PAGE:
Since copper (I) chloride is acting both as a reducing and an oxidizing agent, the reaction is described as disproportionation.

Now let's take a look at disproportionation of hydrogen peroxide.

The decomposition of hydrogen peroxide is a commonly used reaction to prepare oxygen in the laboratory. Did you also know that the decomposition of hydrogen peroxide is also used in the paper industry to bleach wood pulp? Let's review this redox reaction.

Hydrogen peroxide decomposes into water and oxygen gas in the presence of a catalyst, which you can see playing out below:

Decomposition of hydrogen peroxide

The oxidation states of oxygen atom in hydrogen peroxide, water, and oxygen gas are respectively -1, -2, and 0.

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Additional Activities

Disproportionation Problems

Formal Redox Problems

The following scenarios are examples of classic disproportionation reactions that involve formal redox. Identify the disproportionated element in each scenario. Explain why you know it is that element, and provide oxidation states where pertinent.

  1. The conversion of mercury(II) chloride to mercury(I) chloride and mercury metal.
  2. The reaction between dissolved chlorine gas and hydroxide ion to form chloride ion, chlorate ion and water.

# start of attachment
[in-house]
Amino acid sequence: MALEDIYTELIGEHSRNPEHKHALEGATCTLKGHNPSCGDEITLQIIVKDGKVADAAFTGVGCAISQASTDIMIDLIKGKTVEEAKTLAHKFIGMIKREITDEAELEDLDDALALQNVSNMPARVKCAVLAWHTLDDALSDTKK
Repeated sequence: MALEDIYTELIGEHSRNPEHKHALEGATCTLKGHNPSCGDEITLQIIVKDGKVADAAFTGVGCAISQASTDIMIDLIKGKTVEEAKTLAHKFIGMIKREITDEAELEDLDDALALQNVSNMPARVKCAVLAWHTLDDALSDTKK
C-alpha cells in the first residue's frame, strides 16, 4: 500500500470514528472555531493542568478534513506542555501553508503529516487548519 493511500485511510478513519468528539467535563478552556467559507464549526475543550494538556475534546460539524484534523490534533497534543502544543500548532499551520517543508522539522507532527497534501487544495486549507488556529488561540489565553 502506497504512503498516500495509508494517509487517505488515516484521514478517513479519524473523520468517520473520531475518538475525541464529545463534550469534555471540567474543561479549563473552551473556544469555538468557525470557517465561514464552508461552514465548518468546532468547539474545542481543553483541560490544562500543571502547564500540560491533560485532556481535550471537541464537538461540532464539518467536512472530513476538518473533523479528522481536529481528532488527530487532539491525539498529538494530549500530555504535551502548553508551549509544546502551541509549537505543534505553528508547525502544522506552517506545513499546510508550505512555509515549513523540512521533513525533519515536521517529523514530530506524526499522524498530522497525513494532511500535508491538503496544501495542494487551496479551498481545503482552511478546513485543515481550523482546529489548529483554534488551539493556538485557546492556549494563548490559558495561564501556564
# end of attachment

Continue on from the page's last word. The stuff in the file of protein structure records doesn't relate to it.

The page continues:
3. Bromine fluoride gas is converted into BrF3 and bromine gas.
  4. The conversion of trihydrogenphosphite to phosphate and phosphine.

Organic Disproportionation Problems

Organic chemistry often does not define disproportioination in terms of formal oxidation numbers, but atoms that start in one state and end up in two opposing protonation states or states of electron richness are considered disproportionation reactions. Identify the disporportionated species.

  1. 2 water molecules forming hydronium and hydroxide.
  2. 2 bicarbonate ions converting to a carbonate and a carbonic acid.
  3. 2 carbon monoxide molecules forming elemental carbon and carbon dioxide.

Answers:

Formal Redox Answers

  1. This is the same as the copper chloride example in the lesson. mercury is disproportionated, going from oxidation state +2 to +1 and 0.
  2. Chlorine is disproportionated going from elemental chlorine with oxidation state 0 to chloride (-1) and chlorate (+5)
  3. Bromine is disproportionated. Fluoride is electronegative enough that in BrF, the bromine can be considered Br+1. In the products, it is Br+3 and elemental Br (0).
  4. Phosphorus is disproportionated. It goes from an oxidation state of +3 in the phosphite species to +5 in phosphoric acid and -3 in phosphine.

Organic Disproportionation Answers

  1. Oxygen is the disproportionated species. It is bonded to two hydrogens in water but then 3 in hydronium and 1 in hydroxide. This is the prototypical example of how an neutral molecule can disproportionate to form an acid and a base.
  2. Similar to the above, a proton is being transferred from one oxygen to another so that of the three oxygens to start with in bicarbonate, one is protonated and the result is carbonic acid with two protons and carbonate with zero protons. Bicarbonate is a neutral species, and the products are an acid and a base.
  3. This is similar to a redox disproportionation reaction only because elemental carbon is in oxidation state 0 by definition. In CO, it can be considered to be in a -1 oxidation state, and in carbon dioxide, in a +4 oxidation state.